Also 15 countries, which their heads of state had been listed in the morning session of the same day , were Brazil, United States, Serbia, Morocco, Benin, Cyprus, Qatar, Bulgaria, Indonesia, Georgia, Dominican Republic, France, Lithuania, Honduras and Namibia.


On Tuesday, the General Assembly opened the session with an urgent call for cooperation to tackle the economic and political uncertainties being experienced in many parts of the world.


The new President of the 193-member body, Vuk Jeremic of Serbia, had said that ``Peace and security is a prerequisite for the stability needed for global economic growth, sustainable development and social progress.” (NAN)


Martin Lurther King Center Lauds Rivers Govt Over Peace Initiative


The Martin Luther King Center, an initiative formed in honour of the late United States peace advocate, Reverend Martin Luther King, has lauded the government of Rivers state for its peace initiative.


Briefing a delegation of Rivers state that visited the center in Atlanta under the leadership of the wife of the state governor, Dame Judith Amaechi yesterday, the Director of External Affairs of the center, Mrs Barbara Harrison, rated River state as the highest place where peace has been maintained throughout Nigeria.


Mrs Harrison said that the Martin Luther King Center has been following all the political intolerance in some parts of Nigeria, stressing that the efforts of the Rotimi Amaechi-led administration to ensure absolute peace in Rivers state was commendable.


Saying that there was an understanding that Governor Rotimi Amaechi took over the leadership of Rivers State when the issue of militancy was rampant in the state, Barbara Harrison pressed further the center was impressed by the way the governor was able to put the activities of the angry militants under control.


Her words: "Governor of Rivers state has done a lot in keeping peace in his state and i implore all other governors to emulate his worth emulating efforts. At this point, i like to note that the Martin Luther King Center will continue to support the state in its peace initiative"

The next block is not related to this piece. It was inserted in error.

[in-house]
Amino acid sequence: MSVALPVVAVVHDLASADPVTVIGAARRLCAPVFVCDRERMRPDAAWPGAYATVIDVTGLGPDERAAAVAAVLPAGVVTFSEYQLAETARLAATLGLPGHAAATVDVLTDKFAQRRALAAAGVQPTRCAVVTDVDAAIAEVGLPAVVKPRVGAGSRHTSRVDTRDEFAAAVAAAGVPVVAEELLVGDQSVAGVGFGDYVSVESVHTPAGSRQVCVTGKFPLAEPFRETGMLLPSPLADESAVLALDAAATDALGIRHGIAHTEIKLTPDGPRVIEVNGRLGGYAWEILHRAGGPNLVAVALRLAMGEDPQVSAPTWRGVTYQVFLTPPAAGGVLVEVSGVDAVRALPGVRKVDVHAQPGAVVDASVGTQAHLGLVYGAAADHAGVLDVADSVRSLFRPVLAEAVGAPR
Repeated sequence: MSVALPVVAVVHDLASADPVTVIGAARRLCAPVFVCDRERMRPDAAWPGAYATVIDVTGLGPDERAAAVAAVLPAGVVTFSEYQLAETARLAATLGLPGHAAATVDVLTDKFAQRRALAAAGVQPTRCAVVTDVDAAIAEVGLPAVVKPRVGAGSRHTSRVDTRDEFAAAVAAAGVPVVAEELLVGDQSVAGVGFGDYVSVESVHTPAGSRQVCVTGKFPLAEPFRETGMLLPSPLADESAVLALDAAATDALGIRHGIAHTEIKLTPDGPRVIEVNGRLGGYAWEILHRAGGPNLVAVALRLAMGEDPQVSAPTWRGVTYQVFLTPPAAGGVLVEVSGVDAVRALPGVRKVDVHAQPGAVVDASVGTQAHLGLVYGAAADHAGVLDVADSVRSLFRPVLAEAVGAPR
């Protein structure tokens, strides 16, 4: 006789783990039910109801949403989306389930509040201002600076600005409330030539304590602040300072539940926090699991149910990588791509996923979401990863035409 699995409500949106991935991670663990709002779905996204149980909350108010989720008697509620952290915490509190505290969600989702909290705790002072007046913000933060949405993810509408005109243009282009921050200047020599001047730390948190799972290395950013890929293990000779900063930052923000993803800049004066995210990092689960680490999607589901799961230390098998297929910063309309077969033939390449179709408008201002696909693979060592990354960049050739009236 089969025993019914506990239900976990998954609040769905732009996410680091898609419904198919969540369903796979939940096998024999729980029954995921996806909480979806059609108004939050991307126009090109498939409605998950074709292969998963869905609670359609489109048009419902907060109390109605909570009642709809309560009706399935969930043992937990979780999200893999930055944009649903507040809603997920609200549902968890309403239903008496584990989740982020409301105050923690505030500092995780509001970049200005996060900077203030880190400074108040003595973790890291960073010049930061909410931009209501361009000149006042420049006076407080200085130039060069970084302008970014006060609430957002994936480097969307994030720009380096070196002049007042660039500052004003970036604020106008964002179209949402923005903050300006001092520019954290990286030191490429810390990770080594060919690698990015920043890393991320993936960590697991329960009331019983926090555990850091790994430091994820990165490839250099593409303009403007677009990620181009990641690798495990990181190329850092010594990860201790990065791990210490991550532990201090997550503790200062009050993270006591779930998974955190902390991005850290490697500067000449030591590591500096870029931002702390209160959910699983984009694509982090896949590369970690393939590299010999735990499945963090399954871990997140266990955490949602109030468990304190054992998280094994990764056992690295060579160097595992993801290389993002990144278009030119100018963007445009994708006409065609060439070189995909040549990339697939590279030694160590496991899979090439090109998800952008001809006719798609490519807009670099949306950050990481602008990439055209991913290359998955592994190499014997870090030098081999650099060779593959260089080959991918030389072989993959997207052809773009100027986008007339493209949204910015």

She also commended the efforts of the first lady of the state, Dame Judith Amaechi, for her continous efforts to give meaningful lives to the women, children and the less privileged ones in the state through the Empowerment Support Initiative {ESI}.


Mrs Harrison however urged the Rivers state first lady who is also the founder of the Empowerment Support Initiative {ESI} not to relent in her efforts to defend the rights of women, young girls, children and physically challenged people through her Non-Governmental Organisation.


In her response, Mrs Amaechi who noted that nothing can change her passion for the less privileged ones said that her NGO will continue to groom the young ones who she said would in future become patriotic and productive individuals to River State, stressing that such individuals, if caught young, will find dignity in labour, uphold ethics, values and good moral standards.


She also lauded the efforts of Reverend Martin Luther King for his outstanding efforts to ensure on peace, adding that the struggles of the United States peace advocate had shown that sustainable peace can only be earned through dialogue.


Her words: "When there is peace, rights of the people are protected. When there is love, the fundamental rights of the people and accelerated development are promoted. A child who begins at infancy to learn about love will surely preach peace, promote peace in his community and respect the rights of others"


Source: Leadership


Central Bank Of Nigeria (CBN) authored  a list of  companies that are barred from getting bank loans because they “failed to repay their loans to banks and had those loans subsequently transferred to  Asset Management Corporation of Nigeria (AMCON).”


"A circular released by the Central Bank of Nigeria has listed prominent Nigerians and their companies as chronic debtors who have refused to pay up debts they owe to banks. The circular which listed 113 companies and 419 directors/shareholders directed banks not to extend further credit facilities to the defaulters. Prominent among the blacklisted names and companies are Femi Otedola, Alhaji Sayyu Dantata, Sir Johnson Arumemi-Ikhide, former Power Minister, Prof. Bart Nnaji, Mrs Elizabeth Ebi and Dr. Wale Babalakin. The debtors have refused to pay back their loans despite the purchase of the debts at an agreed price by the Asset Management Corporation of Nigeria (AMCON)." -Dr Austin Ejaife Blog